The last time I visited family in Paris, several years ago, was around Rosh HaShanah and Yom Kippur. My husband and I both grew up in that city, he a native and I a resident from the time I was a toddler to the age of 9. We both still have family living there, he an uncle, I an aunt, and both of us a number of cousins.
Suzanne Messing remembers her grandmother, Teltsa Messing, left, as deeply religious. At right, the young Suzanne Messing’s passport photo, with which she left Paris. Photos courtesy of Suzanne messing
Both our families, the Sznajdermans and the Messings, emigrated from Poland and had a lot in common. One of the areas in which they differed, however, is how they expressed their Yiddishkeit
The Sznajdermans came from Kazimier, a special shtetl, in that it attracted artists during the summer but for Jews, a shtetl nevertheless. The young Sznajdermans went to Warsaw and then to Paris, leaving their parents behind. For them, Paris was liberation from the strictures of Orthodox life in a small town. In fact my mother-in-law, Yenta, later Jeanne, adopted the l4th of July, the anniversary of the French revolution, as her birth date. We have always suspected it was not her real birth date. They were Yiddishists, and one of their siblings, S.L. Shneiderman, was a well-known Yiddish journalist and author.
The Messings, six siblings who lost their father when the oldest was only 1′, started to arrive in Paris, one by one, in their early ‘0s. What brought them was their mother’s second marriage to a Jew living in France. Teltsa, my grandmother, was fervently religious, and in spite of the difficulties of running a kosher household in Paris, never wavered in her adherence to the traditions.
I left France when I was 9, but some images of my grandmother’s life are bright in my memory. I can still see her and her three daughters chopping fish for gefilte fish. To buy kosher provisions, she had to take public transportation to the Platzel, as it was known among the Jews. This was and still is the Jewish neighborhood in Paris. I would see her come back laden with two heavy shopping bags.
Passover at my grandmother’s house is the holiday I remember best. The rectangular dining table seemed endless. Not only was our entire family there but Teltsa seemed to have collected every Jew who had no family to come share our seder.
Rosh HaShanah and Yom Kippur I see in my memory only as my father, his two brothers, and my grandmother dressed up, in hats 1930s style, rushing off to shul.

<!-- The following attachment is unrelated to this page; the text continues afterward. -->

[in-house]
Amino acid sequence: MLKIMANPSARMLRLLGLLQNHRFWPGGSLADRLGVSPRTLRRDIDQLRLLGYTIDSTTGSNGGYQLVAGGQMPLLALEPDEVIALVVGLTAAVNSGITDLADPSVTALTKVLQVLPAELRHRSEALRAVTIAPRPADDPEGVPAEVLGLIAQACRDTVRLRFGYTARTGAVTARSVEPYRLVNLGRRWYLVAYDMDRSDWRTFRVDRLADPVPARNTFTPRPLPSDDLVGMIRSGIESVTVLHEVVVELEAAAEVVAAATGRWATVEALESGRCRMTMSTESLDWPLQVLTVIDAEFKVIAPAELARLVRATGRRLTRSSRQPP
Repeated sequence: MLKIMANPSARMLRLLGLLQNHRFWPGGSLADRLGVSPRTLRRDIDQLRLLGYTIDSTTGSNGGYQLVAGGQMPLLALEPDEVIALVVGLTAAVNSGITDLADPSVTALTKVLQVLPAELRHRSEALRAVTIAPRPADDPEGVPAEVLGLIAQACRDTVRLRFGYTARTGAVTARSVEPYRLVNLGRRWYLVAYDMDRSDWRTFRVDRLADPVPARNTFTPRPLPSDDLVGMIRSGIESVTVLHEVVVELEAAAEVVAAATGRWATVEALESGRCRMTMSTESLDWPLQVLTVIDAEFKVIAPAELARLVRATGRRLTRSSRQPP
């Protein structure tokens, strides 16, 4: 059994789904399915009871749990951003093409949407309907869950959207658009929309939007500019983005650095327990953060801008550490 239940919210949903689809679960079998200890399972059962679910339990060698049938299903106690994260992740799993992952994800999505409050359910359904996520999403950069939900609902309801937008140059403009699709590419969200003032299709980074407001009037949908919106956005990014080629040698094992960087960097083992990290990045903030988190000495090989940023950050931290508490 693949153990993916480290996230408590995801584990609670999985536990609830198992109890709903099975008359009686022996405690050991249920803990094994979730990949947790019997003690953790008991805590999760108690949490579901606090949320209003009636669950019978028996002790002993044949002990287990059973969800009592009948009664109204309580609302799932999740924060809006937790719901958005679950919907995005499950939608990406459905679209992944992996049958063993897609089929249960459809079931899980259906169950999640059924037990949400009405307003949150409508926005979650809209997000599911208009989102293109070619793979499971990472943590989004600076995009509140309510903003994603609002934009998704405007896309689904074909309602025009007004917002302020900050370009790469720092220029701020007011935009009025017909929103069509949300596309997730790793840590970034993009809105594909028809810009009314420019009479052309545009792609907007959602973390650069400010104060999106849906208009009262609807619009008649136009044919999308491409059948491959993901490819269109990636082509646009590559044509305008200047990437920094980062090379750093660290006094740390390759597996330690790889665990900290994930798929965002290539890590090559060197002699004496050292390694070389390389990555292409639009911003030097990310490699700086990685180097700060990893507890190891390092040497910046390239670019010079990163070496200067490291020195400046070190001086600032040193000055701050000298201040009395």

On my recent trip, I wanted to see the synagogue where the family worshipped. On erev Rosh HaShanah we ate dinner at my husband’s Uncle Moishele’s house. We had gefilte fish and chicken soup, but it was a completely secular event.
The next day we went around the corner to Rue Notre Dame de Nazareth, where the synagogue is. I remember it being referred to as La Synagogue Notre Dame de Nazareth, but that of course is ridiculous. Its official name is La Synagogue Nazareth and it was founded in 18”. The first time I went there I saw a plaque that said that a famous French/Jewish composer had once been the choir director. Unfortunately I did not write down the composer’s name. When I later tried to get that information, the plaque had been removed before the building was painted, and in spite of great effort, I was never able to track down that intriguing bit of knowledge.
We walked into the long narrow room that appeared to be modeled on the style of a cathedral. No one at the door asked for tickets. I looked for a siddur. A table held an assortment of books, no two alike. The women prayed upstairs. The women’s section was rather small, considering the size of the synagogue, and each woman seemed to have a different siddur. Very few were actually following the service.
The bimah seemed to be a mile away. The cantor was one of the best I have ever heard. But the rabbi and the others leading the service carried on, seemingly oblivious of the congregation. They gave no little reminders as to where we were in the siddur, which in my case is necessary in order to keep up. For me it was a totally unspiritual experience.
Nevertheless, we returned on Yom Kippur. This time I was with my aunt and my cousin, Teri, a former American yeshiva girl now living in Paris and completely secular.
Thanks to Teri, I knew where I was in the service. She even seemed to really get into prayer. While Teri was deeply engaged, my aunt offered both of us a piece of candy.
So much for being the daughter of my fervently religious grandmother.
After my grandmother died, my French family seemed to have abandoned all attachment to religion. As far as I know, they even gave up seders. This is not unusual for French Jews. Although deeply attached to some things Jewish, as devoted to Israel as any other Jews, they are detached from religion. And frankly, if I were living in France and had to attend services like the one in which I participated, I would probably have dropped out also. As a matter of fact if 300,000 African Jews had not arrived in France in the 1950s and ’60s and revived Jewish practice, La Synagogue Nazareth might very well by now have been converted to L’?glise Notre Dame de Nazareth.